This image shows the layered structure of the carbon films on silicon chips. Image: A. Demortiere/LRCS.
This image shows the layered structure of the carbon films on silicon chips. Image: A. Demortiere/LRCS.

After more than half a decade of speculation, fabrication, modeling and testing, an international team of researchers has confirmed that their process for making carbon films and micro-supercapacitors will allow microchips and their power sources to become one and the same. The team was jointly led by Yury Gogotsi from Drexel University and Patrice Simon from Paul Sabatier University in Toulouse, France.

The discovery, recently reported in Science, is the culmination of years of collaborative research by the team, which initially created the carbide-derived carbon film material for microsupercapacitors and published the concept paper in Science in 2010. Since then, their goal has been to show that it's possible to physically couple the processing center of an electronic device – the microchip – with its energy source.

"This has taken us quite some time, but we set a lofty goal of not just making an energy storage device as small as a microchip – but actually making an energy storage device that is part of the microchip and to do it in a way that is easily integrated into current silicon chip manufacturing processes," said Simon, who led the research under the aegis of the French research network on electrochemical energy storage (RS2E). "With this achievement, the future is now wide open for chip and personal electronics manufacturers."

It confirms a belief that the group has held since the materials were first fabricated – that these films are versatile enough to be seamlessly integrated into the systems powering the silicon-based microchips that run everything from laptops to smart watches.

The challenges that the group faced in developing the carbon film revolved around its compatibility, its mechanical stability and its durability when used with flexible substrates. With these challenges now overcome, it opens up a myriad of possibilities for carbon films to work their way into silicon chips, including building microscale batteries on a chip.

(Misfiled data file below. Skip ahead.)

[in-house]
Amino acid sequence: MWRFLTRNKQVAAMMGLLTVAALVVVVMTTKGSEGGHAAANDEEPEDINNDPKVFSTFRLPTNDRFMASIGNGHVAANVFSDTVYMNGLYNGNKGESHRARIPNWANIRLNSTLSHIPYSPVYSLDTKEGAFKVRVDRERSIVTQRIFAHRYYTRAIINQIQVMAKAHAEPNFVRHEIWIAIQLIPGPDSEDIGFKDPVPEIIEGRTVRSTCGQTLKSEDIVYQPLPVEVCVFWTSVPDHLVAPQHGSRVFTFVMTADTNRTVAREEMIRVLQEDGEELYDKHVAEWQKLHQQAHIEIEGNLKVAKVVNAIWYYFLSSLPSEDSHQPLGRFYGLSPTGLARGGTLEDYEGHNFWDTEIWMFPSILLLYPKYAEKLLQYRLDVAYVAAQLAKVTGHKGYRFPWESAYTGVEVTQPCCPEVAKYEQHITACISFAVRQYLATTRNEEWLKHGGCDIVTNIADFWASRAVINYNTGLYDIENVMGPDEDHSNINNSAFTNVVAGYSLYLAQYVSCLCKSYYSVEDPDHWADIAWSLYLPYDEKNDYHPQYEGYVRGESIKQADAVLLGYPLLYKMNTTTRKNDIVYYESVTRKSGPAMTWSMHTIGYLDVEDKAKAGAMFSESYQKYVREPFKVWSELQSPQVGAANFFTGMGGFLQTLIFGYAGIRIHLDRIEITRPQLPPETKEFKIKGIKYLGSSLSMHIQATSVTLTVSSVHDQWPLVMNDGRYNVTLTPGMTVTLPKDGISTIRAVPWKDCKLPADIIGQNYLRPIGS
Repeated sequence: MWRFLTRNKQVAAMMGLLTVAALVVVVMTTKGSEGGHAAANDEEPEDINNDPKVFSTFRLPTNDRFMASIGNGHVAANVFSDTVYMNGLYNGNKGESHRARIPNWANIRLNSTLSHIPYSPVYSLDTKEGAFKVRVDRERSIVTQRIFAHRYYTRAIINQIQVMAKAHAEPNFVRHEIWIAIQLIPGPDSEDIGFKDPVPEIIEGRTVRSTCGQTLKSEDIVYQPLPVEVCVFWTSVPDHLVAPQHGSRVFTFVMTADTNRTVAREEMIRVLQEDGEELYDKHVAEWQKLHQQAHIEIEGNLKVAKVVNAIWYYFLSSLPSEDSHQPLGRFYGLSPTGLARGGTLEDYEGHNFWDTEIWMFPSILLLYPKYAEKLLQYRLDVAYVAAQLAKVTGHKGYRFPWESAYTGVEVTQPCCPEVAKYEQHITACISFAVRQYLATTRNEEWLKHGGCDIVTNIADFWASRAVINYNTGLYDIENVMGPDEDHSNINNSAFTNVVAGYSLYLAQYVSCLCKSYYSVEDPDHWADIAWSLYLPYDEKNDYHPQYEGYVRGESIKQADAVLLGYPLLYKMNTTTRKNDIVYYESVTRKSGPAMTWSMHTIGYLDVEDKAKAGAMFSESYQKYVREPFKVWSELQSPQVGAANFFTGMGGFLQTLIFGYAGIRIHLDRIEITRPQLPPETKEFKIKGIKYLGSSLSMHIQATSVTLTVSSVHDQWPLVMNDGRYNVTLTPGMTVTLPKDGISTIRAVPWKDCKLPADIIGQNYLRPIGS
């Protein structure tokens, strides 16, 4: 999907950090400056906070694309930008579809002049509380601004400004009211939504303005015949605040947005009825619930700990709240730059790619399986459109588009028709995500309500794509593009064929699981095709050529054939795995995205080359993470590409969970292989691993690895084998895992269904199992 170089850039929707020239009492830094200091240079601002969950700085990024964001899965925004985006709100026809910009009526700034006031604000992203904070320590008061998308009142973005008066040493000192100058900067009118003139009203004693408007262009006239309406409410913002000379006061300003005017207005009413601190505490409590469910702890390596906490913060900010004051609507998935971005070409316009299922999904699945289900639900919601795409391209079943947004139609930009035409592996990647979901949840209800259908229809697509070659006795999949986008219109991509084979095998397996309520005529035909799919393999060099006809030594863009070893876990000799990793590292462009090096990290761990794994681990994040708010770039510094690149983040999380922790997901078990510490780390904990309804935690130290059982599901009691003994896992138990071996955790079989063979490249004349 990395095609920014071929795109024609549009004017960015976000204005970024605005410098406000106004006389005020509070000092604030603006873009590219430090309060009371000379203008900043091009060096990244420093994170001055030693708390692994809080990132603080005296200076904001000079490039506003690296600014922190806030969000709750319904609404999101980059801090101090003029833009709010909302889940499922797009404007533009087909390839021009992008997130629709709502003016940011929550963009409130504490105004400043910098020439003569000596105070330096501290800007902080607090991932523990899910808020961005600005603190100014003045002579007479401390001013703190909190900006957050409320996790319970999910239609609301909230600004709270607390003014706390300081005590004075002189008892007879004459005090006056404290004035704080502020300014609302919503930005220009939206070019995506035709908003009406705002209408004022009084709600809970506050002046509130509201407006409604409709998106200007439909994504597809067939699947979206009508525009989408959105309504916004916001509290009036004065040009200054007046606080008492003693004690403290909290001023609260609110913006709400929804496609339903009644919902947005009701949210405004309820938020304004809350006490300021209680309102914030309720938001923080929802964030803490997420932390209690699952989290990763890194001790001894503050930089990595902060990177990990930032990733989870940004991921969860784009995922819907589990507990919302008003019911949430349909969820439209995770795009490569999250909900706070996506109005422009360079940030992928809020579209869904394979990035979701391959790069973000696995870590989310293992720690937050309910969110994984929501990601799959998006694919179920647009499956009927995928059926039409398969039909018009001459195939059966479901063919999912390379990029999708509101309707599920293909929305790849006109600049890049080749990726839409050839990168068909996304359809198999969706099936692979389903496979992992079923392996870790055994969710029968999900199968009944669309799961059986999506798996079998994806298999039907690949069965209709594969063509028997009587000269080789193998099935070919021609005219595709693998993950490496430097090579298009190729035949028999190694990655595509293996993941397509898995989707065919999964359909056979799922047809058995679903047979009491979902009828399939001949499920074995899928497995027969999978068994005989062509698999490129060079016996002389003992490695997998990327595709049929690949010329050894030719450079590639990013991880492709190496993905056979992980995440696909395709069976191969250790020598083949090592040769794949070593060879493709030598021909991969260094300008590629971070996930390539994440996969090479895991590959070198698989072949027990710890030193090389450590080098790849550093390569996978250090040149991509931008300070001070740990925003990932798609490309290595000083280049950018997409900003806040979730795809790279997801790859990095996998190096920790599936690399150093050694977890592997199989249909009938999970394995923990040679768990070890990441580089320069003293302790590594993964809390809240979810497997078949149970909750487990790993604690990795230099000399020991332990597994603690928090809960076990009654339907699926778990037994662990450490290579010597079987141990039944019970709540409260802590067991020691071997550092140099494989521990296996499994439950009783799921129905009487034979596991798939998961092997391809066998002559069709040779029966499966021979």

"The place where most people will eventually notice the impact of this development is in the size of their personal electronic devices, their smart phones and watches," said Gogotsi, a professor in the Department of Materials Science Engineering and director of the A.J. Drexel Nanomaterials Institute in Drexel's College of Engineering.

"Even more importantly," Gogotsi adds, "on-chip energy storage is needed to create the ‘internet of things’ – the network of all kinds of physical objects ranging from vehicles and buildings to our clothes embedded with electronics, sensors and network connectivity, which enables these objects to collect and exchange data. This work is an important step toward that future."

The researchers' method for depositing carbon onto a silicon wafer is consistent with microchip fabrication procedures currently in use, thus smoothing the process of integrating energy storage devices into electronic device architecture. As part of their research, the group showed how it could deposit the carbon films on silicon wafers in a variety of shapes and configurations to create dozens of supercapacitors on a single silicon wafer.

Supercapacitors are a desirable technology for use in microelectronics because they can store a great deal of energy for their size, can be charged and discharged extremely quickly, and their lifespan is nearly limitless. With this discovery, the path is now clear for microchip manufacturers to take a big step forward in the way they design their products.

Beyond energy storage applications, these carbon films offer good prospects for developing elastic coatings with a low coefficient of friction that can be used to produce lubricant-free sliding parts such as dynamic seals. They may also be used in the production of membranes for gas filtration, water desalination or purification, because their pores are similar in size to single molecules.

This story is adapted from material from Drexel University, with editorial changes made by Materials Today. The views expressed in this article do not necessarily represent those of Elsevier. Link to original source.